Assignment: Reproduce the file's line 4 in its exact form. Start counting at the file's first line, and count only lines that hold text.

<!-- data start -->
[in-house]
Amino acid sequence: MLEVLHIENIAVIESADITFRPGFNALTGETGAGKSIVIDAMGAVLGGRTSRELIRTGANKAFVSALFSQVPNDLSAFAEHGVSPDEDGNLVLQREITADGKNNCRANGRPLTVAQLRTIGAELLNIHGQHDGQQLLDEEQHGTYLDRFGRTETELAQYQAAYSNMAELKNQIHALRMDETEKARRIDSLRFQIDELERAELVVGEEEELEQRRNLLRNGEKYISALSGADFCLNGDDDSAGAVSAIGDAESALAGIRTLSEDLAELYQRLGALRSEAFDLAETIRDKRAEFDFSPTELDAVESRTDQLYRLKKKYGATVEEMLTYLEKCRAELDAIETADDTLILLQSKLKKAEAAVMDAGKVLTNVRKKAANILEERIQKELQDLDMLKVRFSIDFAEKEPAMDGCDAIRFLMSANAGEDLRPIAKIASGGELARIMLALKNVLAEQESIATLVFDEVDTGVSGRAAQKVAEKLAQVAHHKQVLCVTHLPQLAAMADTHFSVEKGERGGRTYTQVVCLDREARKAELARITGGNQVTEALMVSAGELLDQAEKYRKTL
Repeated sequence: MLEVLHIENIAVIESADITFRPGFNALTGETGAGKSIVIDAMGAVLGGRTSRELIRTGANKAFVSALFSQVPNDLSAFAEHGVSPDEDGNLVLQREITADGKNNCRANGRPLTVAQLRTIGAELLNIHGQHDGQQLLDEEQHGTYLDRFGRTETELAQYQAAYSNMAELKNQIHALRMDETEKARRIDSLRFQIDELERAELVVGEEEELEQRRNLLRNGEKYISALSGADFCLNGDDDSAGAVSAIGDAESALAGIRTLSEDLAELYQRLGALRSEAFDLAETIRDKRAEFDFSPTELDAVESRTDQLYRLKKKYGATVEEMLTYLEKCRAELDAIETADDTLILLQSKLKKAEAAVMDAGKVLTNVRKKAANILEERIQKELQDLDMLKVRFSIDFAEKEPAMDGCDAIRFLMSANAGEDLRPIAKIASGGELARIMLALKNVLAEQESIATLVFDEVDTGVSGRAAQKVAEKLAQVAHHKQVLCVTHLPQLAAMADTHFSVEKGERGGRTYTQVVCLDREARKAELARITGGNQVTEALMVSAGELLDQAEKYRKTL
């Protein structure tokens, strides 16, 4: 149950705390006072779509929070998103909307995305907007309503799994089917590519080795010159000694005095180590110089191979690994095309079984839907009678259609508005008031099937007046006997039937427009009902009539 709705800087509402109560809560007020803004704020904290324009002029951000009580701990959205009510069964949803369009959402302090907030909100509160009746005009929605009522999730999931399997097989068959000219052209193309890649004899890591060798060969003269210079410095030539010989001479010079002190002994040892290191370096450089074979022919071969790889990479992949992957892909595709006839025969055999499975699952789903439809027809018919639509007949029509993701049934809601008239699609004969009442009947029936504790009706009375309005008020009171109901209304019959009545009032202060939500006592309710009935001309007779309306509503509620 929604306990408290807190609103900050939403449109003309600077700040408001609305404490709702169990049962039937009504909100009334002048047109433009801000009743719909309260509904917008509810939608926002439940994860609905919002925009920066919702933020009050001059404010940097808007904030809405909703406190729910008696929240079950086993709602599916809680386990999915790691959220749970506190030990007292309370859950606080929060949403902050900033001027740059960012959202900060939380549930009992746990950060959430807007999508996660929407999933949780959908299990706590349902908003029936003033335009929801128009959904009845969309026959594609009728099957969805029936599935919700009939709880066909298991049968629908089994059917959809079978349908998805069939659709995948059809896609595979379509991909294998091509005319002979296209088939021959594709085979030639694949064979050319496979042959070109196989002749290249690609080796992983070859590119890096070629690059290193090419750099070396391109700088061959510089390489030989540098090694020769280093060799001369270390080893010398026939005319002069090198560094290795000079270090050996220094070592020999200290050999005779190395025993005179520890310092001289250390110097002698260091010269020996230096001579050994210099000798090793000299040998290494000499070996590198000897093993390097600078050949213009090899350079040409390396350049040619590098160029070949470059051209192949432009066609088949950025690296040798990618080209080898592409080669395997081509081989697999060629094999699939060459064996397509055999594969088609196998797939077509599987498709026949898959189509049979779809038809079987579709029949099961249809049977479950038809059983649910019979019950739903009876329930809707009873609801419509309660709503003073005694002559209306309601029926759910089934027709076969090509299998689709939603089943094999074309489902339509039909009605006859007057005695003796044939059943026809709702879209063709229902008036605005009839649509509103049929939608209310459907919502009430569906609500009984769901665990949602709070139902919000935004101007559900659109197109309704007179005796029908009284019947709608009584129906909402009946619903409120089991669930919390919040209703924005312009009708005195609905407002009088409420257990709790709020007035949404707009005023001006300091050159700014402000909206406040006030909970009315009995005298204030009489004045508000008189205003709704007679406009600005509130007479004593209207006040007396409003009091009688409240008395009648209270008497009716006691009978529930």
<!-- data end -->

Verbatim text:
């Protein structure tokens, strides 16, 4: 149950705390006072779509929070998103909307995305907007309503799994089917590519080795010159000694005095180590110089191979690994095309079984839907009678259609508005008031099937007046006997039937427009009902009539 709705800087509402109560809560007020803004704020904290324009002029951000009580701990959205009510069964949803369009959402302090907030909100509160009746005009929605009522999730999931399997097989068959000219052209193309890649004899890591060798060969003269210079410095030539010989001479010079002190002994040892290191370096450089074979022919071969790889990479992949992957892909595709006839025969055999499975699952789903439809027809018919639509007949029509993701049934809601008239699609004969009442009947029936504790009706009375309005008020009171109901209304019959009545009032202060939500006592309710009935001309007779309306509503509620 929604306990408290807190609103900050939403449109003309600077700040408001609305404490709702169990049962039937009504909100009334002048047109433009801000009743719909309260509904917008509810939608926002439940994860609905919002925009920066919702933020009050001059404010940097808007904030809405909703406190729910008696929240079950086993709602599916809680386990999915790691959220749970506190030990007292309370859950606080929060949403902050900033001027740059960012959202900060939380549930009992746990950060959430807007999508996660929407999933949780959908299990706590349902908003029936003033335009929801128009959904009845969309026959594609009728099957969805029936599935919700009939709880066909298991049968629908089994059917959809079978349908998805069939659709995948059809896609595979379509991909294998091509005319002979296209088939021959594709085979030639694949064979050319496979042959070109196989002749290249690609080796992983070859590119890096070629690059290193090419750099070396391109700088061959510089390489030989540098090694020769280093060799001369270390080893010398026939005319002069090198560094290795000079270090050996220094070592020999200290050999005779190395025993005179520890310092001289250390110097002698260091010269020996230096001579050994210099000798090793000299040998290494000499070996590198000897093993390097600078050949213009090899350079040409390396350049040619590098160029070949470059051209192949432009066609088949950025690296040798990618080209080898592409080669395997081509081989697999060629094999699939060459064996397509055999594969088609196998797939077509599987498709026949898959189509049979779809038809079987579709029949099961249809049977479950038809059983649910019979019950739903009876329930809707009873609801419509309660709503003073005694002559209306309601029926759910089934027709076969090509299998689709939603089943094999074309489902339509039909009605006859007057005695003796044939059943026809709702879209063709229902008036605005009839649509509103049929939608209310459907919502009430569906609500009984769901665990949602709070139902919000935004101007559900659109197109309704007179005796029908009284019947709608009584129906909402009946619903409120089991669930919390919040209703924005312009009708005195609905407002009088409420257990709790709020007035949404707009005023001006300091050159700014402000909206406040006030909970009315009995005298204030009489004045508000008189205003709704007679406009600005509130007479004593209207006040007396409003009091009688409240008395009648209270008497009716006691009978529930």